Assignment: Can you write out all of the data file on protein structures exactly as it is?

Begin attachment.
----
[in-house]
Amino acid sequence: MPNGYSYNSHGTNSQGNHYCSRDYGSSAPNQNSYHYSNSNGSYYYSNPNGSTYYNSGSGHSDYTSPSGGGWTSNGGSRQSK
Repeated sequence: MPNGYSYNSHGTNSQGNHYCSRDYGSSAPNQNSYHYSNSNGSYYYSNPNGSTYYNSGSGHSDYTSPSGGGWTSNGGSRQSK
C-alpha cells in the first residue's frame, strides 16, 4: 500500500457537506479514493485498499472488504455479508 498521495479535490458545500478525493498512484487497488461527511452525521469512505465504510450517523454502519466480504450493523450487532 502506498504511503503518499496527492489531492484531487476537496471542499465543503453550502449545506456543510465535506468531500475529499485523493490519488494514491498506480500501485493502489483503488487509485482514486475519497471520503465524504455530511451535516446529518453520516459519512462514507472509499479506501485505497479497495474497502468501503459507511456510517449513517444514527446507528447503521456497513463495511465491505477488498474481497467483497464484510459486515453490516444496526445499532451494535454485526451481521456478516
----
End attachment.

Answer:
[in-house]
Amino acid sequence: MPNGYSYNSHGTNSQGNHYCSRDYGSSAPNQNSYHYSNSNGSYYYSNPNGSTYYNSGSGHSDYTSPSGGGWTSNGGSRQSK
Repeated sequence: MPNGYSYNSHGTNSQGNHYCSRDYGSSAPNQNSYHYSNSNGSYYYSNPNGSTYYNSGSGHSDYTSPSGGGWTSNGGSRQSK
C-alpha cells in the first residue's frame, strides 16, 4: 500500500457537506479514493485498499472488504455479508 498521495479535490458545500478525493498512484487497488461527511452525521469512505465504510450517523454502519466480504450493523450487532 502506498504511503503518499496527492489531492484531487476537496471542499465543503453550502449545506456543510465535506468531500475529499485523493490519488494514491498506480500501485493502489483503488487509485482514486475519497471520503465524504455530511451535516446529518453520516459519512462514507472509499479506501485505497479497495474497502468501503459507511456510517449513517444514527446507528447503521456497513463495511465491505477488498474481497467483497464484510459486515453490516444496526445499532451494535454485526451481521456478516